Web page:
DR. MENACHEM KLEIN is a political scientist at Bar-Ilan University, Israel. In 2000, Dr. Klein served as adviser for Jerusalem affairs and final status talks to Israel’s Foreign Minister. He later joined prominent Israeli and Palestinian figures in signing the Geneva Initiative—a detailed proposal for a comprehensive Israeli-Palestinian peace accord. His book, A Possible Peace an Insiders’ Account of the Geneva Initiative, is forthcoming in September by Columbia University Press. He is active in Peace Now. Read Essay >
(C) 2007. Americans For Peace Now, 1101 14th Street NW, Sixth Floor, Washington, DC 20005.
"The Basilica of Our Lady of La Salette was begun in 1852, completed in 1865, and designated a basilica in 1879. It is a large, rather austere church, with a facade flanked by two strong towers."
I must tell you that I am shocked by the vitriolic response I get from Protestants when I tell them that I am now a Catholic, so I rarely mention it. I live the Love Life, period. They can draw their own conclusions. On the other hand, many Catholics propound fervid Exclusivity, which is also unfortunate. My own priest never fails to make a subtle point that only Catholics have true salvation. No wonder the Family of God is at war. That's why I am lonely: Protestants write me off, and I don't swallow all the Catholic teachings. I am a hybrid, loving both sides but no one to walk with me except the Lord.
So I've stopped ‘discussions’ with my protestant friend who wanted to talk about Mary's role, because they too quickly turned into defensive arguments, which are to no avail. I've passed that point. I have given her a Catechism, and told her to consider it prayerfully, not for ‘conversion’ (she has a legitimate walk with God) but just for “expansion”. She must take it up with God. I see my primary job is to keep her feeling loved, not to fix her. In my own experience, God will lead the open-hearted and He is patient with others, as long as they truly love Him, regardless of the details they get hung up on.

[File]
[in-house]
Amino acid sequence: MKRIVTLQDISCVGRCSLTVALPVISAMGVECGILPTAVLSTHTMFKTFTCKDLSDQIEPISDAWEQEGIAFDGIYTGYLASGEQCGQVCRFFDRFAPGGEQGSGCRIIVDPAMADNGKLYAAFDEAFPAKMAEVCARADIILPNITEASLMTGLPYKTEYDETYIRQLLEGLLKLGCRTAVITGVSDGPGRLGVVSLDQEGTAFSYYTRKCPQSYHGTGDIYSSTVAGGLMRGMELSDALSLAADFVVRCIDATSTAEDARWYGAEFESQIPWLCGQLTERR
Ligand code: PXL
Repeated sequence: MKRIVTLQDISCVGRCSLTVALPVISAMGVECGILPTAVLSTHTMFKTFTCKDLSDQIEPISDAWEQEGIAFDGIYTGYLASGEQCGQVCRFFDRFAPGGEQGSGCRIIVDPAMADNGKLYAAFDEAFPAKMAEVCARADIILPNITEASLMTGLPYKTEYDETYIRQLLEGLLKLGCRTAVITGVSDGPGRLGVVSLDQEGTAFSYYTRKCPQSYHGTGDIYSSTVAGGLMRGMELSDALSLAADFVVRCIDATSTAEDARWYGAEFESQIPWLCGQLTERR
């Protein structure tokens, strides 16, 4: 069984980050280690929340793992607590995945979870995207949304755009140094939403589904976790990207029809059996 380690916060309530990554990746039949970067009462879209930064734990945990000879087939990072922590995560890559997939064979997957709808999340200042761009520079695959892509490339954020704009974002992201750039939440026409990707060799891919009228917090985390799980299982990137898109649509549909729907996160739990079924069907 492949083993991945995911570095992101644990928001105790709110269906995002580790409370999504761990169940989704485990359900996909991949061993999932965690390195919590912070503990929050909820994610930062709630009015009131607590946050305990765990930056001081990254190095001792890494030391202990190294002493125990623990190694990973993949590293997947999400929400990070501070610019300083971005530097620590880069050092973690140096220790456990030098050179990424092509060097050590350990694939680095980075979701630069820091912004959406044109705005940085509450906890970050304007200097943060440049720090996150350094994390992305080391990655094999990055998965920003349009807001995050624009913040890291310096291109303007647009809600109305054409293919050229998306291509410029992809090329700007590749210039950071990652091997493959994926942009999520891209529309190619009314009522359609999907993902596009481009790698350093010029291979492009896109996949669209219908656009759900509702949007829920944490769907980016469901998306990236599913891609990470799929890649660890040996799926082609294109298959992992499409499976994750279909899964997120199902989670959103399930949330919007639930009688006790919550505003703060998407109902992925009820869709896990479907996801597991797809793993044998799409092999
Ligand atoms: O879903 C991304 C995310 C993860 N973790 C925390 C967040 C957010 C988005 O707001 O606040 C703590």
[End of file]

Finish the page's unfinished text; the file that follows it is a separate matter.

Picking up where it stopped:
There are several points I like to use, in speaking with Protestants, which I hope may help bring about better understanding:
1 Until fairly recently, there was only one church. Amazingly, this comes as a surprise to many Protestants! They have become so completely disconnected that they have forgotten that they have common roots.
2 Believers are all catholic (= universal), by definition. Protestants are usually stunned when I point this out.
3 We ALL must learn to look more closely at Scripture as Living Patterns, not just historical information and rules. None of us get enough training in doing this for ourselves; EVERY church tells us what they want us to think it says. They are afraid for us to read it outside of their perspective, and we have become afraid to do so. There is a difference between healthy skepticism and loving the comfort of ignorance. Local church leaders foster selective ignorance, however subtle the message, because they may lose power.
Most important of all is that we must focus on the Basics that bind us, not on the differences within the details. God loves us. Jesus died for our salvation, we must forgive and love. We are Brothers and Sisters in today's Body of Christ. Please continue to focus on basics and to soften us to one another. You have addressed this before, but it bears frequent repetition. This is much more important than talking about Mary's role, for example. No one has all the Truth except God, so if one becomes just a little more open to their brothers’-in-the-Body’s views, God Himself can lead them to new understanding, and keep them away from danger. That is their only hope for growth in this life.